The number of Arab students at French universities and higher institutes has been increasing. Al-Fanar Media asked number of education experts and Arab students who chose to study in France what explained this trend.
Most put it down to the continuing widespread use of French in the countries of the Maghreb, the competitive tuition fees in France compared to other popular study-abroad destinations, and the fact that foreign students in France are allowed to work.
Judith Azema, communications director at Campus France, France’s agency for promoting French higher education to international students, believes that the large numbers of students from the Middle East and North Africa can be attributed to cultural and linguistic affinity, and historical ties between France and countries in the region.
She also thinks the fact that a large Maghrebi community already exists in France plays a part.
According to a report issued by Campus France in June, North African and Middle Eastern students represent France’s largest body of international students, with a one-year increase of 10 percent last year and a 32-percent increase over five years, bringing their share to 29 percent overall.
“Quality education is one of the reasons why students prefer enrolling in French universities. Another is that France allows students to work while studying and has relatively low tuition fees.”Judith Azema, Director of communications at Campus France
Over the past five years Moroccan and Algerian students were the two highest groups of international students, with 46,000 Moroccans and 31,000 Algerians studying in French universities and other institutions of higher education last year. These two nations accounted for 21 percent of all international students in France in 2020-2021. There were also more than 13,000 Tunisian students, 8,000 Lebanese, 2,685 Egyptians, and 2,288 Syrians in French universities.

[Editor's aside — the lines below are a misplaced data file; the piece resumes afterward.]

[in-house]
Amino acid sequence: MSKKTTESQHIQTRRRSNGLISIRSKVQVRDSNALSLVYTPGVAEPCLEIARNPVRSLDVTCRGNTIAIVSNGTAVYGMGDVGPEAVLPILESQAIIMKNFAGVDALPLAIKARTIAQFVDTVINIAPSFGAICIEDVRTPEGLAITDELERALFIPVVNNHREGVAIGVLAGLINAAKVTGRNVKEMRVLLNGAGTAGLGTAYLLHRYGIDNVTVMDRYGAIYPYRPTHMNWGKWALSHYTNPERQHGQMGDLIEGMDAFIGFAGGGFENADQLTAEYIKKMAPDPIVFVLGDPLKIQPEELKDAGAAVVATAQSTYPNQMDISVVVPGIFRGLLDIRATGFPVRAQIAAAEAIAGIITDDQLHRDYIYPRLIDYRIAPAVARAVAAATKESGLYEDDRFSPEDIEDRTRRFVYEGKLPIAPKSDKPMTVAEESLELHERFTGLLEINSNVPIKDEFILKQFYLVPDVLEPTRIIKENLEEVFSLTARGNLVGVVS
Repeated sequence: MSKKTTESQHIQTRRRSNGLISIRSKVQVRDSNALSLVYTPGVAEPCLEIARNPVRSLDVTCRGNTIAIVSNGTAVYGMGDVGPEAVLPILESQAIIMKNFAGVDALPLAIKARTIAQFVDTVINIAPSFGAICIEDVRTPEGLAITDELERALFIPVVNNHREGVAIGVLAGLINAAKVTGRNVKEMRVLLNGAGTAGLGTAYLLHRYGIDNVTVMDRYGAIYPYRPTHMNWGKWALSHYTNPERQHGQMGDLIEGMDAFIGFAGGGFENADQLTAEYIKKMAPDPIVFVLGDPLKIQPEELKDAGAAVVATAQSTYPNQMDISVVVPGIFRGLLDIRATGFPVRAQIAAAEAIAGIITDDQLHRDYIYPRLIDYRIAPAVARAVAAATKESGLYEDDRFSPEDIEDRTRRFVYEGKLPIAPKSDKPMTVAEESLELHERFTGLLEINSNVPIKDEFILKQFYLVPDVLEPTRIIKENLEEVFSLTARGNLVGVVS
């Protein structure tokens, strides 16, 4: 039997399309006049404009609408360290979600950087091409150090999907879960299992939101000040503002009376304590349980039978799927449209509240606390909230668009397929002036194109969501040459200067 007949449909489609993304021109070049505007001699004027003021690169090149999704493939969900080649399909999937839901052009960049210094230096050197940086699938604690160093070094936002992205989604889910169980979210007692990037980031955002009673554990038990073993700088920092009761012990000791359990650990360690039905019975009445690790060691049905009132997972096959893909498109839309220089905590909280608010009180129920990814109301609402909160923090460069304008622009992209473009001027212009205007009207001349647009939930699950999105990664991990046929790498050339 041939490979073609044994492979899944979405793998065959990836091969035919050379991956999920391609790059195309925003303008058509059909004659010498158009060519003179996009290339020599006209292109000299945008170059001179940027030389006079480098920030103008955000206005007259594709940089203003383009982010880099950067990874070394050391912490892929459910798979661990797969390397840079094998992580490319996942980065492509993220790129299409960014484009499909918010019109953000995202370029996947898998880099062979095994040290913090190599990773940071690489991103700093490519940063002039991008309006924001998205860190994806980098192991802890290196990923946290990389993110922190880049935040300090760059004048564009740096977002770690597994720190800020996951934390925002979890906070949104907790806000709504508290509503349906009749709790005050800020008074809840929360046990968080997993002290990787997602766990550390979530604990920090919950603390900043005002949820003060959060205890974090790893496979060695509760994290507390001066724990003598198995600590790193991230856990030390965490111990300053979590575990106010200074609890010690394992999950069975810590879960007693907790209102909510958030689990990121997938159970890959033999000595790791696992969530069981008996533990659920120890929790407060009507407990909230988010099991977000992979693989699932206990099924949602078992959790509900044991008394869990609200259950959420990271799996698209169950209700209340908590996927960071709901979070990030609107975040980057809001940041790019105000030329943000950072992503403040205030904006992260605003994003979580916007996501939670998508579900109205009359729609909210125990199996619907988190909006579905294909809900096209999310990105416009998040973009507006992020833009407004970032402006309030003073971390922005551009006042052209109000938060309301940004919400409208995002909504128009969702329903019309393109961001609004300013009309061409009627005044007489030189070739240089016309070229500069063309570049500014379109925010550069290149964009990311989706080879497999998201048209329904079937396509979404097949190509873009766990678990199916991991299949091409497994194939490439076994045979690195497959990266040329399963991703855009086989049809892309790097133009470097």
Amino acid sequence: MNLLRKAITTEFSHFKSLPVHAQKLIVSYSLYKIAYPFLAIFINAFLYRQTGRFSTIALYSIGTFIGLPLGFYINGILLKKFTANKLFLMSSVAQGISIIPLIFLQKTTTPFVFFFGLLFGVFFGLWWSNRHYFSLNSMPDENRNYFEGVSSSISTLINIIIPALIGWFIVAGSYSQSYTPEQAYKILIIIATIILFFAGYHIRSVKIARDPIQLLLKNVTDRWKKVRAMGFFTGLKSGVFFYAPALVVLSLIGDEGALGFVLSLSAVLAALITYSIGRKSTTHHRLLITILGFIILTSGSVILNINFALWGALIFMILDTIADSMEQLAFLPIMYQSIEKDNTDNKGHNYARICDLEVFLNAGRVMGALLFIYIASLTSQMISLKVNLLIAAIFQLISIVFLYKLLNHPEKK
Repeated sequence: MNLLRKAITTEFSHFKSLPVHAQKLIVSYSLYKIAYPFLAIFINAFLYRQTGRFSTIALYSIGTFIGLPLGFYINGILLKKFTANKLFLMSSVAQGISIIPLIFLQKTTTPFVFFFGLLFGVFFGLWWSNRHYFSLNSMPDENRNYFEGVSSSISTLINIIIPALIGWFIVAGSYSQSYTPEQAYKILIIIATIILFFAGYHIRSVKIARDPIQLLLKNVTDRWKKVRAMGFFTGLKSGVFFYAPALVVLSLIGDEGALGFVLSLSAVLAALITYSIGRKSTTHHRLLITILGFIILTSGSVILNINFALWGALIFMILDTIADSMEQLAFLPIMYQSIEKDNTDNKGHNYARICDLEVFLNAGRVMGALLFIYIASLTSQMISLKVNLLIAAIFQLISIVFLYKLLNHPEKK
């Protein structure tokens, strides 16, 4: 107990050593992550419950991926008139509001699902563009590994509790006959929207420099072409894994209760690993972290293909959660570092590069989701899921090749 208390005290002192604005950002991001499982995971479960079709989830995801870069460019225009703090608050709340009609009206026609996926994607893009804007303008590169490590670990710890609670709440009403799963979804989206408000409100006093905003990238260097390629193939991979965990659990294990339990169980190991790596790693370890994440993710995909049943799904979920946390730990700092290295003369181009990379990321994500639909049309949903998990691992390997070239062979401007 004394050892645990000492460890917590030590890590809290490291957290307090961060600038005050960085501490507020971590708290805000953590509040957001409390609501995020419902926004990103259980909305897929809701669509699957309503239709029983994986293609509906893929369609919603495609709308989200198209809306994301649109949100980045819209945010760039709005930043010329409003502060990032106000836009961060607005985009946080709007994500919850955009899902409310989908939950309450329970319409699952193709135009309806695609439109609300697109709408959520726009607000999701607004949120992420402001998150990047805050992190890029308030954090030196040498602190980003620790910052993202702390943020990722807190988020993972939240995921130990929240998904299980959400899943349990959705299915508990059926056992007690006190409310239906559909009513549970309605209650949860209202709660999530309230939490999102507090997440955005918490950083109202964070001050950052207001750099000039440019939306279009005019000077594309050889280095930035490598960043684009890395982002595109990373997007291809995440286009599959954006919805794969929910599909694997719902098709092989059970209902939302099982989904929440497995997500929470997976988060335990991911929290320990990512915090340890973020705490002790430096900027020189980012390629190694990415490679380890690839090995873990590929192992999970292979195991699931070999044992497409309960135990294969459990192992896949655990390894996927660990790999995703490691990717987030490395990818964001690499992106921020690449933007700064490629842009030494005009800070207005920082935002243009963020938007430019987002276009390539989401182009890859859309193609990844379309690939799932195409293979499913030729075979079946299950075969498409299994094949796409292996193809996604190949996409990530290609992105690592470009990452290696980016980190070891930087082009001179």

“The Maghreb is a significant region,” Azema told Al-Fanar Media. “Algeria and Morocco represent the third and fourth most-French-speaking countries in the world.”
Despite the fierce competition from universities in the United States, Britain, and Australia, Campus France’s report shows that French universities have attracted 365,000 international students of a total of six million, putting France seventh among countries that host international students, after the United States, Britain, Australia, Germany, Russia, and Canada.
“Quality education is one of the reasons why students prefer enrolling in French universities,” said Azema. France came in third in the latest “Shanghai” ranking of world universities, according to Campus France.
Another advantage “is that France allows students to work while studying and has relatively low tuition fees,” Azema added.
Factors Favouring France
The Moroccan scholar Jauad El Kharraz told Al-Fanar Media that the fact that classes are in French is a major factor in attracting Moroccan students to France, since many Moroccans use French as a second language.
El Kharraz is the executive director of the Regional Center for Renewable Energy and Energy Efficiency, an intergovernmental organization and the official technical arm institution of both the League of Arab States’ Energy Department and the Arab Ministerial Council for Electricity.
“Students who excel in sciences and mathematics in Morroco try to enroll in French higher institutes, which are world-renowned as the best schools for engineering and medicine,” he said. “Other local reasons include that most Moroccan government officials are graduates of French schools. This creates a tradition of enrolling in these schools in preparation to advance to senior positions” In Morocco.